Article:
Snoop Dog. Snoop Doggy Dog. Snoop Lion. DJ Snoopadelic. Snoopzilla. Big Snoop Dog. Snoop Scorcese. Over the course of his career, Calvin Broadous has worked under 7 different names. At the age of 45, he has been a rapper, actor, kids coach and rasta lion.
On the other hand, Kunta Kinte has always been and shall remain Kunta. Please DO NOT ask him to call himself Toby.
This week four channels under the A & E network will run the 2016 remake of the miniseries based on Alex Haley ‘s family history. The remake is well made, and as moving a story as before with an all-star team: Forrest Whitaker as Fiddler, and is executive produced by Lavar Burton. The remake is one of a handful of recent productions focusing on America’s darkest chapter of history including Underground, 12 years a Slave and Nate Parkers much anticipated Birth of a Nation.
But Snoop Whatever says these stories are no longer relevant. Is Snoop right about all these slave shows? Is America ignoring today’s racial tension in favor of whiteness’ walk down memory lane? Do these shows about the past keep us from moving forward?
Past present and future and bound together in an eternal equation. Toggling one part of the equation helps you solve for the rest. Snoop’s right when he says black people are still suffering today. Why not then see how those who rebalanced the equation before you did what they could? A lesson history teaches us is that your wokeness is not enough. Fighting, protests and even the changing will of many people has not resulted in equity for blacks–or any other group for that matter.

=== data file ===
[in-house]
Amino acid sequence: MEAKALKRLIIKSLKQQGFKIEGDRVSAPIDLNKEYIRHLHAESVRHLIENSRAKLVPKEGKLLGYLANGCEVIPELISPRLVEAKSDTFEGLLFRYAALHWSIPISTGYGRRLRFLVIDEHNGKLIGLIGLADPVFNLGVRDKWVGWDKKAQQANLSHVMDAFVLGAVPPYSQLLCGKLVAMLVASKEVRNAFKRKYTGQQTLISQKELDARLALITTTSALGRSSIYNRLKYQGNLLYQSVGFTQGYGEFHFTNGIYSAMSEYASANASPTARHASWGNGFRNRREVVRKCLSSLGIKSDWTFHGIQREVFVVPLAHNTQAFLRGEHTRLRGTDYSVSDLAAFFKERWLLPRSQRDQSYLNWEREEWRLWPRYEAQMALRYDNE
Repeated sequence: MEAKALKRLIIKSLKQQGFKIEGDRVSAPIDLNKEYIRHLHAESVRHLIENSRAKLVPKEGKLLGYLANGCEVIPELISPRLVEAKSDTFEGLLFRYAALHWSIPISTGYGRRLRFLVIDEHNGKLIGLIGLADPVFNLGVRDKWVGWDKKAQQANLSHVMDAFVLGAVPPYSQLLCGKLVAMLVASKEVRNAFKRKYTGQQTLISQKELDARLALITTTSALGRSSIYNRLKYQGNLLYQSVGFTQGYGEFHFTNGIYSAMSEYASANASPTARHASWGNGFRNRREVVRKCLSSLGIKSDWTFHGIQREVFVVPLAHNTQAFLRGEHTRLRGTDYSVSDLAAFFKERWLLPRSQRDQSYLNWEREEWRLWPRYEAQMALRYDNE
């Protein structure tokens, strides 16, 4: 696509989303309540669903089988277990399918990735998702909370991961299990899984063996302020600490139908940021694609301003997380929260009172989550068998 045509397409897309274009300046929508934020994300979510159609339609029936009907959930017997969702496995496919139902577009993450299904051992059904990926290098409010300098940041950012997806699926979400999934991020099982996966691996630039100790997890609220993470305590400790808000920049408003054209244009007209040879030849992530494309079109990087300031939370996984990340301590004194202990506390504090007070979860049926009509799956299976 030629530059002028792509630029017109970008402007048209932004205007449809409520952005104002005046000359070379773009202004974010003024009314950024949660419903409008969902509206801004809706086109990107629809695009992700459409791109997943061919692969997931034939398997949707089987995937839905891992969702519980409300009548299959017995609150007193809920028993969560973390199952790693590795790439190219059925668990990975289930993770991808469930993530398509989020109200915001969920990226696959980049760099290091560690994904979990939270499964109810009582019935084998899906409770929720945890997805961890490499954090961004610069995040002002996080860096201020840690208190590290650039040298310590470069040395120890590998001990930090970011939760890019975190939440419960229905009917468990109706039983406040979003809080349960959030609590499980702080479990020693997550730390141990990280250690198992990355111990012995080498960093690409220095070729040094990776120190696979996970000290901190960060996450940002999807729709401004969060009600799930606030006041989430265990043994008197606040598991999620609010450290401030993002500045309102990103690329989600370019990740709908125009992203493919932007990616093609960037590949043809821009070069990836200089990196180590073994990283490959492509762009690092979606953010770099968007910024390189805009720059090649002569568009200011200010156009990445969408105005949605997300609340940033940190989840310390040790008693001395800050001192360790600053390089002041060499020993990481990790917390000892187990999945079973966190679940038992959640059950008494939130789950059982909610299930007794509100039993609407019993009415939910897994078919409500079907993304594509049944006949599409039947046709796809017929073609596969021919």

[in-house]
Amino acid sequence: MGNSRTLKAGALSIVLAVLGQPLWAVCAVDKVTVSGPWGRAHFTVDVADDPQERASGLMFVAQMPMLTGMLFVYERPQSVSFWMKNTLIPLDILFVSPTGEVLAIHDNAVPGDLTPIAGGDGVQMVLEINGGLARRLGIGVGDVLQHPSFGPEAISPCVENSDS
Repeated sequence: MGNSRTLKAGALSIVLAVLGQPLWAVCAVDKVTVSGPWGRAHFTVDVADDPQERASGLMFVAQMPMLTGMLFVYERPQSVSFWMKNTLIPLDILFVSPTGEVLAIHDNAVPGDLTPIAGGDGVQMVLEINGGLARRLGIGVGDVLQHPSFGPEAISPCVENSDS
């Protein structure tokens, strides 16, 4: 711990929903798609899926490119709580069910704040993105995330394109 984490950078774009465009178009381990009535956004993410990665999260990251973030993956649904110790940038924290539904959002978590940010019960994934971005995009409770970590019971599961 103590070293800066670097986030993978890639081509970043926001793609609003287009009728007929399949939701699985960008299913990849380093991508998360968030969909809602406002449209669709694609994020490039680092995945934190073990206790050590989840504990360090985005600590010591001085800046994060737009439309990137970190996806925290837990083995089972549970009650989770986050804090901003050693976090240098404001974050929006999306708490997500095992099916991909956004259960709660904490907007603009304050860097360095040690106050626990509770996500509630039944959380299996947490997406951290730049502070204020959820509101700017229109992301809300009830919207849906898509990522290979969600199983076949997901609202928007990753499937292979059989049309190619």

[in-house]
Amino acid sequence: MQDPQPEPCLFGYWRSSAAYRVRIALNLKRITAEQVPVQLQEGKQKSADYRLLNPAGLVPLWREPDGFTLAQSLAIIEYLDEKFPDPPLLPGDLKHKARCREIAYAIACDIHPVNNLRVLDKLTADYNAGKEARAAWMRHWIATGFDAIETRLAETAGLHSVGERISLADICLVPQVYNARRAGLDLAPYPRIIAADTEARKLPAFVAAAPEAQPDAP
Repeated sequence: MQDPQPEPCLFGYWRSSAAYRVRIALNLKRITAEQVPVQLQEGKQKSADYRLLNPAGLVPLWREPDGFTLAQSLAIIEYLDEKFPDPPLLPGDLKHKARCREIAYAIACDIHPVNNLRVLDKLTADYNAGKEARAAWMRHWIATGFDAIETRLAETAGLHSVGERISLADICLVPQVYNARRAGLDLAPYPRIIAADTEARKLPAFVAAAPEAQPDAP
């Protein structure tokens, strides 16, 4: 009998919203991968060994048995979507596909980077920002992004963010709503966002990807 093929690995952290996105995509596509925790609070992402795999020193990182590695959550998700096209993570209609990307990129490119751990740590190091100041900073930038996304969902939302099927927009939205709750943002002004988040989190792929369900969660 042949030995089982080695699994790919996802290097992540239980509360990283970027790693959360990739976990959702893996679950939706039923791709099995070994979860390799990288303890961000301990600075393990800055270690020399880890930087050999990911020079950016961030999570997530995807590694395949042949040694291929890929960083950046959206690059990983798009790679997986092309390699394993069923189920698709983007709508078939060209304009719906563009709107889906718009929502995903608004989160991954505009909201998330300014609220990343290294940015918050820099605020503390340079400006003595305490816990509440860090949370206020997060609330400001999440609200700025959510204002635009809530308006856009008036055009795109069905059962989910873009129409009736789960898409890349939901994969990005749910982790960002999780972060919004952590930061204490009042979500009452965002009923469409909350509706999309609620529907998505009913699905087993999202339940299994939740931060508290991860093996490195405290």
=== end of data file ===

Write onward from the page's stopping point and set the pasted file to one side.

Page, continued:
Watching Kunta take that whipping reminded me of the absolute power and strength that comes from being grounded in home and ancestry. But, at the end, he whispers Toby. This tiny whisper I used to think of as a sigh of defeat. When I was a child I wanted him to never give in. Now I know giving in is not giving up. That you can take a beating and live to fight another day with integrity intact.
As an adult traveling Americas treacherous waters of race, I was moved to see that he was willing to do whatever it takes to live and to keep fighting. That to whisper your slave name is not to be a slave. That Kunta–like me–could always carry his real name on the inside, no matter how the battle beats us down from day to day. Maybe that is what Snoop is missing.
Roots is not a slave story–it is the story of Africans enslaved who never laid down, who never gave up even when they wouldn’t see the fight finished in their lifetime. Roots shows black people in revolt, measuring their subversion for the greatest success, and building a life where there is none. They are not slaves, they are survivors. We are right be reminded that we are the children born of such power.
For young millennials who are hellbent on changing the world, watching Roots may seem like an old folks’ history lesson, but it is their history too. You’re wearing your hair natural, rocking dashikis and wax prints–why not a little throwback history too? When things get intense, its good to know your bloodline fought harder than a hashtag.
That is why Roots is still relevant. Snoop, your African name is still on the inside, too. You’ve referenced Italian directors, Japanese monsters, and Jamaican prophets in your name; maybe it’s time you found your Roots. You’re a child born on Wednesday: we’ll call you Kwiku Dog.
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